One of the most appealing characteristics of reverse mortgages is the fact that the loan requires no repayment during the lifetime of the borrower. However, the loan could be required to be repaid in full, including all interest and other charges, when the last living borrower dies, or the borrower rents or sells the home or part of the home, permanently moves away, takes out new debt on the home, adds a new owner to the home’s title, or changes the home’s zoning. Although you may owe a sizable amount of your equity when you use a reverse mortgage, most lenders won’t want your house when the loan is due. They’ll just want their money back plus interest. Your heirs could pay back the reverse mortgage using a standard mortgage, or they could sell the house and use the proceeds to pay off the loan.
Another important thing to remember is that you are still the owner of your home when you get a reverse mortgage. This means that you are still responsible for property taxes, insurance, and repairs. This is an important consideration because if you fail to carry out these homeowner responsibilities, your loan could become due and payable in full.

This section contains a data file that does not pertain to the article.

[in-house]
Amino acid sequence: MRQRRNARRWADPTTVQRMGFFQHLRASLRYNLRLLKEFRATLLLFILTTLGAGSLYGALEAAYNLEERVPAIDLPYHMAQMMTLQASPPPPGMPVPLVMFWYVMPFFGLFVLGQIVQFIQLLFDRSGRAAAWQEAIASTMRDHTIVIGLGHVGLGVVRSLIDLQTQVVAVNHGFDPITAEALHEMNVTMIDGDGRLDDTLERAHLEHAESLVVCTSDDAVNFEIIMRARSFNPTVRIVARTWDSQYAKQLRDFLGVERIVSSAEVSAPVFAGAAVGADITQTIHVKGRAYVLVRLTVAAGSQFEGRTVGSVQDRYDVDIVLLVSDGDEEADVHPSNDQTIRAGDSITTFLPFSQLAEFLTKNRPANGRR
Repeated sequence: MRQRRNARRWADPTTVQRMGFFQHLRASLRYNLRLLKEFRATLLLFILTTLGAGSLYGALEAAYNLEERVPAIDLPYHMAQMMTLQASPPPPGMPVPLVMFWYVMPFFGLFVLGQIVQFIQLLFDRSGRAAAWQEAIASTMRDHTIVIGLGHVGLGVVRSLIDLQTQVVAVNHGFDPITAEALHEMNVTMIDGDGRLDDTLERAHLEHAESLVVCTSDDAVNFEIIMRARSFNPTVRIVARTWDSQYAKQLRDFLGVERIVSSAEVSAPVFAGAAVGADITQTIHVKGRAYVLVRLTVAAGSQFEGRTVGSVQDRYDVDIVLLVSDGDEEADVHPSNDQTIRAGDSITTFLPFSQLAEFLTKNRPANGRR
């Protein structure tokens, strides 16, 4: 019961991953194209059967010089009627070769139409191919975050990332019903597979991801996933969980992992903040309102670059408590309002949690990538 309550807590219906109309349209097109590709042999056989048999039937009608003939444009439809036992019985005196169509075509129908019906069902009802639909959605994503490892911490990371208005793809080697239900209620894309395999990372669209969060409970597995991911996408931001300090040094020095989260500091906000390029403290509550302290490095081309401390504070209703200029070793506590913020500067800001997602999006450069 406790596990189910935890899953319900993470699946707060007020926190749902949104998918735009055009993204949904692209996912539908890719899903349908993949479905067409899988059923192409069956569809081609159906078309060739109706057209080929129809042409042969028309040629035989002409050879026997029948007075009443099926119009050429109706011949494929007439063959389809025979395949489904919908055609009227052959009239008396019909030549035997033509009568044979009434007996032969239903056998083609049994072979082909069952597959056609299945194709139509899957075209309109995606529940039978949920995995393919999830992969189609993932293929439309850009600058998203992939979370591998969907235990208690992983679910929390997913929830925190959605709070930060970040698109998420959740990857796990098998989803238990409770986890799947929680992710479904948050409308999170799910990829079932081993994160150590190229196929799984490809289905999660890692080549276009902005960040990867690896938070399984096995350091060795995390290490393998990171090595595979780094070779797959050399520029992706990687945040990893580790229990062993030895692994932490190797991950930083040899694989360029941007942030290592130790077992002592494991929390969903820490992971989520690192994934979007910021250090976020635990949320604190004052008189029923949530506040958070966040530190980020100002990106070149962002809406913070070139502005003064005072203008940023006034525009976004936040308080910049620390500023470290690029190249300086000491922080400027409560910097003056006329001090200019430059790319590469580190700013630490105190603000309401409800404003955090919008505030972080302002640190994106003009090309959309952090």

RequirementsYou might be wondering at this point what the requirements are for applying for a reverse mortgage. To qualify for a reverse mortgage, you must:
- Be at least 62 years of age
- Own the property that the reverse mortgage is tied to
- Live in the property as your principal residence
- Have substantial home equity
- Not have another loan or mortgage on your house, or be willing to pay it off either before or immediately after obtaining a reverse mortgage
- Not be delinquent of federal debt such as back taxes
- Meet with an approved counselor to discuss eligibility requirements, financial implications, alternatives, and provisions. It would be wise to research reverse mortgages before the counseling session so you can prepare your list of questions ahead of time.
The property must meet one of the following requirements:
- Single family house
- 2–4 unit home with one unit being occupied by the borrower(s)